Tuesday, March 31, 2009

Notes on “101 Ways…”

Plenty of spectacle on this one. Never lost rhythm, never got boring. Granted, that’s easier to achieve with small segments than with a single plot from beginning to end, but as playwrights, I think we should consider how the action of 101 Ways (…) is distributed in cycles and use it to make sure our plays never suffer for having too much time go by without anything changing, surprising or otherwise happening.

And my God, what a beginning.

Ass-kissing aside, I’d like to address two issues that, in my opinion, need improvement:

1) Despite the myriad segments, the play had a formal unity, and I think that was because of the recurrent “sections” – “Makeover with Miss Carra”, “X Things I’d Like To Read In Cosmo And Won’t”, “Q&A with Steve”, “Someone Wrote This”. The more independent bits (Sarah’s story where the magazine scares her into not doing anything other than reading magazines, “If the media was a city”, “Cosmosutra”, Steve’s argument about girls practicing for adulthood instead of playing) worked just fine on their own, but felt a little out of place in the greater context.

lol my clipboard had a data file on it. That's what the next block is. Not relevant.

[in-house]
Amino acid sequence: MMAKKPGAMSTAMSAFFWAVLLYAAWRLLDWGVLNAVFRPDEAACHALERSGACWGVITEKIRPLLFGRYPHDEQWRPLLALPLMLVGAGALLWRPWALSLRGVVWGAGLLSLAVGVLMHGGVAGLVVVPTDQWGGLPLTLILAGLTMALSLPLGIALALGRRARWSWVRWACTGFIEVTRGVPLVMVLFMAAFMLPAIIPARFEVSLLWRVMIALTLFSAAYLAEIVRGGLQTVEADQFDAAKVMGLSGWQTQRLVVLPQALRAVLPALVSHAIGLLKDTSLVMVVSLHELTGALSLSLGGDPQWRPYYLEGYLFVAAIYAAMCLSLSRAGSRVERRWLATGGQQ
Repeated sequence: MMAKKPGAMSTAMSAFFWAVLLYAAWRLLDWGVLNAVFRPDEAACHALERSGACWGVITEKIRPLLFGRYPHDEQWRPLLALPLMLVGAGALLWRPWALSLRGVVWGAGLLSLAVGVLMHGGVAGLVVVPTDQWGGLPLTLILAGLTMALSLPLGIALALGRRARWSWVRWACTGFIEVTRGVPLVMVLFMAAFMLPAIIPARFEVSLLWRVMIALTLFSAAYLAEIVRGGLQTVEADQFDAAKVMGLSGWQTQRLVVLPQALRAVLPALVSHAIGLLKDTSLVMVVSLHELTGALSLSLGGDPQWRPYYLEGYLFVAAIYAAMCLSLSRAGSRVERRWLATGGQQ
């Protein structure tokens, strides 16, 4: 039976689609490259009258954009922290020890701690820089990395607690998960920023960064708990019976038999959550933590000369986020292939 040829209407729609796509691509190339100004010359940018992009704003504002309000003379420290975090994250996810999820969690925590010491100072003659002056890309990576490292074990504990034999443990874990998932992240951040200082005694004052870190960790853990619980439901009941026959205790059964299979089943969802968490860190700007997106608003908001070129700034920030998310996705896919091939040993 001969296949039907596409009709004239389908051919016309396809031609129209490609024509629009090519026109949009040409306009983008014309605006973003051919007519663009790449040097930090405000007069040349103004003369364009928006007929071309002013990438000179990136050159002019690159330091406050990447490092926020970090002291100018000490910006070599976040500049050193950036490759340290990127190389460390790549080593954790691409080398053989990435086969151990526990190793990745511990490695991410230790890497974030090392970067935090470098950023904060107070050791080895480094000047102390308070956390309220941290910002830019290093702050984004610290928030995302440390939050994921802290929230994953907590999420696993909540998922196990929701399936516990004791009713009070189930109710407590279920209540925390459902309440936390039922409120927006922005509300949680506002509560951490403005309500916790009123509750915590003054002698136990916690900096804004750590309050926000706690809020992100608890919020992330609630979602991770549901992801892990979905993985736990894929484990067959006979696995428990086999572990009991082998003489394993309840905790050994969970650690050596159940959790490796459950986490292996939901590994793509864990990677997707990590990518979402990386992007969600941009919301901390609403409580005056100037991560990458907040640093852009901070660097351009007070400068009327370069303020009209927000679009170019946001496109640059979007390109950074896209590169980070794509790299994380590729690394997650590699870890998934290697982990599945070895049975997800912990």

2) Emphasizing the real-life identities of the actors-writers is not very constructive for the overall effect. It makes the subject matter less concrete: we’re no longer watching a play about magazines, but an investigation about the writers’ attitudes and reactions toward the magazine world, its culture and how it connects to their own individual baggage, blah, blah, blah. Even if that is exactly what is being presented onstage, disconnecting the material from the writers hides the process, casting a brighter light on the product.

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